For now I plan to stick with GTK2 as a primary, and I’m willing to keep SpaceFM running on GTK3 as long as it doesn’t get too out of control. Eventually I suspect they’ll break so much stuff, and demand that deprecated things be removed outright, that I will drop it, but we’ll see. Given the number of projects sticking with GTK2, I think it has a reasonably long future. Hopefully development of it can be taken out of Red Hat’s greedy hands and moved back to ‘the community’ – if such a thing still exists. I’m hoping for a major, nicely slow-moving fork of it, perhaps as part of the MATE project (not sure if they forked GTK2 or simply use it at present, but they’ll want to keep it running).

    If I did port or rewrite SpaceFM to another toolkit (it’s a prototype, though stable and useful, so a rewrite would be more feasible), I would probably shop for something less corporate, maybe even Tk/Tcl. I’m becoming less concerned with the retro look – I’d rather have that than have my time wasted on nonsense.

    Yet beyond GTK and Qt, there are really no viable toolkits for a project like SpaceFM (that I’ve found). Lots of toolkits, but most have deficiencies. As for Open Motif, it’s worth a look, though I did review all the major toolkits awhile back. Yet for now I’d rather focus on my functionality. Porting and porting and porting is boring and wastes dev time. GTK2 works, lots of themes to choose from, stable and slow changes, and I have a lot invested in it. I’d need a very good reason to drop it and begin again.

    Comment by IgnorantGuru | March 24, 2014

    • Currently, FLTK is more viable than Open Motif… but that ain’t saying much. Hell, even wxWidgets is more viable than OM.

      Comment by sam | March 27, 2014

  9. Just look at this cancer – see where Open/Cancel is: http://blogs.gnome.org/mclasen/files/2014/03/gedit-filechooser.png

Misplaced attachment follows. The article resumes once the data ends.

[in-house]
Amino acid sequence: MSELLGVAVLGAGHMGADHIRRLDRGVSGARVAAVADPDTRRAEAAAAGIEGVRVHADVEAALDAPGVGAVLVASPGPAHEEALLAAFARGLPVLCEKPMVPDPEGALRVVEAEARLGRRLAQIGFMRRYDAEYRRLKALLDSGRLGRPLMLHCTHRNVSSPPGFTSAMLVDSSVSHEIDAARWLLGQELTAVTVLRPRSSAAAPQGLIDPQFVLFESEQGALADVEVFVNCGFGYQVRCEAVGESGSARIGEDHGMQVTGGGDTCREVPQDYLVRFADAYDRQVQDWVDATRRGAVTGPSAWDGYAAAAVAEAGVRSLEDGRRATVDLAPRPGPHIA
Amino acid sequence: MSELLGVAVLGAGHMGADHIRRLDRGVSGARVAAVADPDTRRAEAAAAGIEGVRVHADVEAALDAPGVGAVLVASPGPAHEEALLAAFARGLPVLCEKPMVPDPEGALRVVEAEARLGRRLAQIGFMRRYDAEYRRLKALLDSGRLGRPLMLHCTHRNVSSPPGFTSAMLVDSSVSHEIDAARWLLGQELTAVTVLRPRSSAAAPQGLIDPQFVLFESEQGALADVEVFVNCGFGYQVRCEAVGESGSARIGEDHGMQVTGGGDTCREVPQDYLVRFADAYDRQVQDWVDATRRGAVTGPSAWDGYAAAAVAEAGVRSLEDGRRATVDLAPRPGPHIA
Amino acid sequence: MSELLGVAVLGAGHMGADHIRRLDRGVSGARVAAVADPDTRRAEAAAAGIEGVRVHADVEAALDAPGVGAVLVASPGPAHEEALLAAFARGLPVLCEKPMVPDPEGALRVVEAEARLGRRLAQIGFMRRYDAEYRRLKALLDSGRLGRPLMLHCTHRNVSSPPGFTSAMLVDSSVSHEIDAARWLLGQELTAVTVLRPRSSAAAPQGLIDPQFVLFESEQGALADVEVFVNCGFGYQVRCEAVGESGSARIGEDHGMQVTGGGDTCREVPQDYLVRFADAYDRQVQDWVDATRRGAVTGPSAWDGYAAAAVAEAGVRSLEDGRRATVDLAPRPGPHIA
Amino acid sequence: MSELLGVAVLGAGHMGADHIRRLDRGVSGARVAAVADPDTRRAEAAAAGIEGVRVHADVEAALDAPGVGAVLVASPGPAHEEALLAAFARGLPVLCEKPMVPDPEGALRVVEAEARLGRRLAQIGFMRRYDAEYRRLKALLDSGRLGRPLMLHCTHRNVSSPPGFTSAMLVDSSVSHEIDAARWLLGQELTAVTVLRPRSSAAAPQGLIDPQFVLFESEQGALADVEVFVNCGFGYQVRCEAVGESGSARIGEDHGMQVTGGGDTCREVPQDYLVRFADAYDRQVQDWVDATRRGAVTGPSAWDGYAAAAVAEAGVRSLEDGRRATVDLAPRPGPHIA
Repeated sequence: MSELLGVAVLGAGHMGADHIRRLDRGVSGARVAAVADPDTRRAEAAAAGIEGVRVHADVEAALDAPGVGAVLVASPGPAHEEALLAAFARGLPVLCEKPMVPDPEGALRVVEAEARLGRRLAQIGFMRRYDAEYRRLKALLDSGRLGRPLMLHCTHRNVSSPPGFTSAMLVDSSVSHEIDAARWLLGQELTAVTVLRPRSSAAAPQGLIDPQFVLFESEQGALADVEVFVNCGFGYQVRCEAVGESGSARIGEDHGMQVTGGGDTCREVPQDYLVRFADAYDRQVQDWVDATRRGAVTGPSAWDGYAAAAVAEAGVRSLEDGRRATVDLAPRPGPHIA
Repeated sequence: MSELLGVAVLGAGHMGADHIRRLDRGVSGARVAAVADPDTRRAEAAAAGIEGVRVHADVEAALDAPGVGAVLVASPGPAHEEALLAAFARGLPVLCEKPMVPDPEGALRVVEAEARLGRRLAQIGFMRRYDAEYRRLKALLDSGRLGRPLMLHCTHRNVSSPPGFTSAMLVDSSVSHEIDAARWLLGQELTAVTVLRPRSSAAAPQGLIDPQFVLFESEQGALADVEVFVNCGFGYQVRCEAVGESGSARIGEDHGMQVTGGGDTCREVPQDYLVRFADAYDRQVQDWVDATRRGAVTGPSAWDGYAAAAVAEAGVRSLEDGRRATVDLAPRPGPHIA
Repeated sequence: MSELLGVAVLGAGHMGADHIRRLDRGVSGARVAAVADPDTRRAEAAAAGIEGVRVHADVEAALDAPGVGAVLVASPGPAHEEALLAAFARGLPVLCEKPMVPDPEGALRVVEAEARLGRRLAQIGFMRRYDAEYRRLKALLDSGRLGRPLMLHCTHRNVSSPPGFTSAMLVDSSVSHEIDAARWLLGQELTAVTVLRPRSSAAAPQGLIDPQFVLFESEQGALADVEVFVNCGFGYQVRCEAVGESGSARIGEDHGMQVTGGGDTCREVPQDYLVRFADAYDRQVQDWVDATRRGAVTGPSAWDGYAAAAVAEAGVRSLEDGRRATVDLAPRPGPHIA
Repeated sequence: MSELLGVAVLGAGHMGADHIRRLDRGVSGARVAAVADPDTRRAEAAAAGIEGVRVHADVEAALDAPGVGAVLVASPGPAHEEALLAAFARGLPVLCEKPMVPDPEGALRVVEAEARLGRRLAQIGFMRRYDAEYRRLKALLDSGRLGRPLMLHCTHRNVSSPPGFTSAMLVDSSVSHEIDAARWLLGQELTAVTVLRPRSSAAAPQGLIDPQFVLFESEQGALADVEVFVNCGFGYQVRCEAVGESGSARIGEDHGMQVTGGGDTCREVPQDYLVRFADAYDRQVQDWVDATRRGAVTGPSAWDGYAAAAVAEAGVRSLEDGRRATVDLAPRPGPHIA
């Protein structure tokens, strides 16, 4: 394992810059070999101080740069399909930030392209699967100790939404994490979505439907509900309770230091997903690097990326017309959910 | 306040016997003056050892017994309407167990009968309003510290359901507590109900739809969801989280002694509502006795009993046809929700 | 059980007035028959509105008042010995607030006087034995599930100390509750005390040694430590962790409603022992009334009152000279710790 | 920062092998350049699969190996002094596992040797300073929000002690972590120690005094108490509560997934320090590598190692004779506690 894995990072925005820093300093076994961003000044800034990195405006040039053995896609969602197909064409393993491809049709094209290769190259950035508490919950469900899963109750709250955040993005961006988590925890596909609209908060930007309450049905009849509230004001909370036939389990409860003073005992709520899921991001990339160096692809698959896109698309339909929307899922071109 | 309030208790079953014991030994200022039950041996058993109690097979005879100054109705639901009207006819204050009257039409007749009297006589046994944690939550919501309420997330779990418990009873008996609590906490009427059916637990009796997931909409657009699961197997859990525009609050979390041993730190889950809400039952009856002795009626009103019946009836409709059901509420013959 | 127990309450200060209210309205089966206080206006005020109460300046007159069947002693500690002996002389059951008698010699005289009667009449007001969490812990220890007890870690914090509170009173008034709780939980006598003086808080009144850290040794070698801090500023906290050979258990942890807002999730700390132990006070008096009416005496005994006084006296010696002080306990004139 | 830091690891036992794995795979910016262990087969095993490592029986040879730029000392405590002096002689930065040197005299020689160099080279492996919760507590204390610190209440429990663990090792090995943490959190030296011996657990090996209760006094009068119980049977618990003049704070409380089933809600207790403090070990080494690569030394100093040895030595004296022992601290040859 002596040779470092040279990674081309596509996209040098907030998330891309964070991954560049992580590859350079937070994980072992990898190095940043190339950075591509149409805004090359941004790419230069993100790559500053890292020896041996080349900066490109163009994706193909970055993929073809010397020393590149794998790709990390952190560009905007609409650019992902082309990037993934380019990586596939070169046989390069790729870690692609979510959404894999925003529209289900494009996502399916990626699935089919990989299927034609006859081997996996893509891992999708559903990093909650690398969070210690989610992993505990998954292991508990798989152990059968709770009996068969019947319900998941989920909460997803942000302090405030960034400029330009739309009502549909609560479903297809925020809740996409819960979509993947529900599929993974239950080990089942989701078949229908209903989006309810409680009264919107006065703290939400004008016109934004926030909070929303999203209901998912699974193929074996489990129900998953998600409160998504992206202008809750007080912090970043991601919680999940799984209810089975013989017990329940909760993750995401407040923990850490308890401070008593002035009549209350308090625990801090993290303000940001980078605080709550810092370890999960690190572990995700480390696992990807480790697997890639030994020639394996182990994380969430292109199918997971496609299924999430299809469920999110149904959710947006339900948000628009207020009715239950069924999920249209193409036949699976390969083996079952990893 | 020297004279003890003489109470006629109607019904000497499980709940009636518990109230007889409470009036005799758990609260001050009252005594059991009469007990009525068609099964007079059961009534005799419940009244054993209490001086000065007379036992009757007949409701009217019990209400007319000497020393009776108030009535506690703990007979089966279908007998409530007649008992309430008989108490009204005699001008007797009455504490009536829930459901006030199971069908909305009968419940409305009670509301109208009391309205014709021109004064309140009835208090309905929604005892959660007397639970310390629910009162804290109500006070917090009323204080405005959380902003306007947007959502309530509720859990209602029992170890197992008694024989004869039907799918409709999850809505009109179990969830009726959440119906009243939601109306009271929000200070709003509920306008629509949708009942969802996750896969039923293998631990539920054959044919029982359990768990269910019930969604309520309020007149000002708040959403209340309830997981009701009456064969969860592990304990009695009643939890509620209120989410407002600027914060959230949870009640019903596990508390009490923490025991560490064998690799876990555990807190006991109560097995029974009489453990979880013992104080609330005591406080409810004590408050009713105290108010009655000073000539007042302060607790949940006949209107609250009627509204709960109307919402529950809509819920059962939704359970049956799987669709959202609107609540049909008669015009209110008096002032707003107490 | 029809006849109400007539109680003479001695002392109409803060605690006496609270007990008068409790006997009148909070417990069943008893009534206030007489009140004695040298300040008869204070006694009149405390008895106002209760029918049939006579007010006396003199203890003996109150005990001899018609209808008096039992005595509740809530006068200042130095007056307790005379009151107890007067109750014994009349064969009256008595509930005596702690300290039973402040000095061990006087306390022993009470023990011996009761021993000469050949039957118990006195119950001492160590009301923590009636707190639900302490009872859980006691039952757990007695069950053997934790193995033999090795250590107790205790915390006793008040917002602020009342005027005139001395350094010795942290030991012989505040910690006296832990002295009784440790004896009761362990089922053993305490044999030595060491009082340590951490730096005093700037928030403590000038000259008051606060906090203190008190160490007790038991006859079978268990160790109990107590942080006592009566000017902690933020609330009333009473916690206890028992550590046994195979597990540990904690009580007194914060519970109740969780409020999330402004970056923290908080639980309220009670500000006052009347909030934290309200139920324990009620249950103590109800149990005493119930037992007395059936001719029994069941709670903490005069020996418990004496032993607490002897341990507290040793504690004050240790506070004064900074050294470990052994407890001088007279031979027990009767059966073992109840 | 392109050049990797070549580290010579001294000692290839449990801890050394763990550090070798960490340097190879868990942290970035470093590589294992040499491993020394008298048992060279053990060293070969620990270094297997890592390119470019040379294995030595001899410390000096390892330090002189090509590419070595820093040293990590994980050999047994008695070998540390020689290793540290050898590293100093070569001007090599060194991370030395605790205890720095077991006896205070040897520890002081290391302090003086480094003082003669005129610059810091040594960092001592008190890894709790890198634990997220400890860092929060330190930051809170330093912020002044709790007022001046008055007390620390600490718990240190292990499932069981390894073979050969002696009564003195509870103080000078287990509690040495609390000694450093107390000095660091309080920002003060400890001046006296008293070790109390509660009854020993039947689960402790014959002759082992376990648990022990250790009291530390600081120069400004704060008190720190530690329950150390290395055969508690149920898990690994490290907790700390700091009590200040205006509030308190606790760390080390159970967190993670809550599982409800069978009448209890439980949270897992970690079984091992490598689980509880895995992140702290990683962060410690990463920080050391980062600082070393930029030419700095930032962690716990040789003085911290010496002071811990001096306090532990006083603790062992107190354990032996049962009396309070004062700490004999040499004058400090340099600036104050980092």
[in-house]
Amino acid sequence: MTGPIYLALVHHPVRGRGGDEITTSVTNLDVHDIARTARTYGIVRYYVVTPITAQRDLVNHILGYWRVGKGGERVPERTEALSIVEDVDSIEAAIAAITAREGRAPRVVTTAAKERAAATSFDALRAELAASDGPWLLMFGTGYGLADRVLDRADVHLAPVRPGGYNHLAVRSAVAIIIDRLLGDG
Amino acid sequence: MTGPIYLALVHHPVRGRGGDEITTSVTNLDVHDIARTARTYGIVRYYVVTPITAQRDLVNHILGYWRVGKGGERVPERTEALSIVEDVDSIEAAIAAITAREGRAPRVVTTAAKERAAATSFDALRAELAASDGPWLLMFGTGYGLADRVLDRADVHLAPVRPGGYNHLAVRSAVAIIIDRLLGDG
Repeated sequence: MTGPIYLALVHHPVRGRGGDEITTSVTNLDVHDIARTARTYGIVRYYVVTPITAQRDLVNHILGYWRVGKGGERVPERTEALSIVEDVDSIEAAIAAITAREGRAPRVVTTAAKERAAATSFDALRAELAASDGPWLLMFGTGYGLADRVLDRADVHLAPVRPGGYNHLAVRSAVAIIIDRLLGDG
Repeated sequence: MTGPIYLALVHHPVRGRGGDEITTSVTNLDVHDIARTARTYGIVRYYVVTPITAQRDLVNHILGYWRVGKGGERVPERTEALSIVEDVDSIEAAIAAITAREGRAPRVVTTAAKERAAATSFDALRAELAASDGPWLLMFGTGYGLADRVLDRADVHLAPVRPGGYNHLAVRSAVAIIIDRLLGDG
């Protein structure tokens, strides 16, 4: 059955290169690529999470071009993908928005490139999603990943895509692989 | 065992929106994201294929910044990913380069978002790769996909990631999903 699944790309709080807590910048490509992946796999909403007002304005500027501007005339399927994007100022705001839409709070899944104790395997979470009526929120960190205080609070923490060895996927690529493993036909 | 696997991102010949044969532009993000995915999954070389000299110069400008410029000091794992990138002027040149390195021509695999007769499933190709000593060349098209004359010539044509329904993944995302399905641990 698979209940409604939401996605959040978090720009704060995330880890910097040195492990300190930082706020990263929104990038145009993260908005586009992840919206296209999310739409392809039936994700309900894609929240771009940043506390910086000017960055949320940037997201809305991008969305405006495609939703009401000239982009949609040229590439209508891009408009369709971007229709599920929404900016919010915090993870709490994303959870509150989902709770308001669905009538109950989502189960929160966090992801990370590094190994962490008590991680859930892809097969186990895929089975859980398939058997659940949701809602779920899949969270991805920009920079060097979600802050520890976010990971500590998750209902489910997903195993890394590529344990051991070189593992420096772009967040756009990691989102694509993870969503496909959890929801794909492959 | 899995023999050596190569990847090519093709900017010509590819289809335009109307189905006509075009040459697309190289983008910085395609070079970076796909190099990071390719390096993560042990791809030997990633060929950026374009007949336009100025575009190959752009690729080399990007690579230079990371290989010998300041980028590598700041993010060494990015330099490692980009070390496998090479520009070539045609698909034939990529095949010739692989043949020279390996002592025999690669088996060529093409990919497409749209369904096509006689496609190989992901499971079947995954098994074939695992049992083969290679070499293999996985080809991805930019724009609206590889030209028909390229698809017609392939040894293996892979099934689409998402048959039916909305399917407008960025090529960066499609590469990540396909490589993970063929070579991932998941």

Comment by omegaphil | March 25, 2014

    • Dear god, that’s atrocious.

      At least with the Windows/KDE “OK on the left” button order, it’s not as obvious why it’s wrong. ( http://uxmovement.com/buttons/why-ok-buttons-in-dialog-boxes-work-best-on-the-right/ )

      Even an idiot should at least be able to FEEL that, since action buttons “end the paragraph” for a UI, they should be “at the bottom of the page” in a culture that writes left-to-right and top-to-bottom.

      Comment by Stephan Sokolow | March 25, 2014

    • I hear ya… but, specific to this particular dialog window:

      it is probably reasonable to expect that a user who has navigated his way to a FileOpen dialog will seldom have reason to cancel. Similarly, clicking OK is probably optional/redundant here — typical workflow will be to double-click on the desired file. By breaking from convention here, the design underscores the _optional_ nature of the buttons. With buttons at bottom, too many users, too often, would wind up believing “aw, need to select AND click OK button” (Grrr… like the superfluous presence of an Apply button when, in fact, just OK will suffice)(but the dev is building the dialog with a stock toolkit widget, and the widget contains an Apply button, so users get that button whether they need it or not)

      Comment by sam | March 26, 2014

    • Why oh why do the GTK people think they need to break the file selector every once in a while?

      I still can remember how furious I was when they removed the TAB navigation in the path entry textfield somewhere in the early GTK2 versions. In the old selector you could navigate through the filesystem without having to click somewhere.

      And now this.

      Desktop Linux used to be more fun back then — I still use IceWM and have always launched applications from a heap of xterms rather than a menu but I always sort of liked GTK and put up with the “features” in every new version… I think I’ll be back to tty1 if the DE Linux trends continue.

      Comment by LongTimeLinuxer | March 26, 2014

      • The GTK file selector was one of the reasons, why I use Windows 7 now (after 20 years of Linux). Windows has system-wide file sector, with

        – a back / forward button, a path entry box with folder auto-completion and a search box on the top
        – an embedded explorer window with all file management functions available
        – a sidebar with bookmarks and a hierarchical directory tree available, including “Recent Places” which contains recently opened folders instead of files (that makes a lot more sense)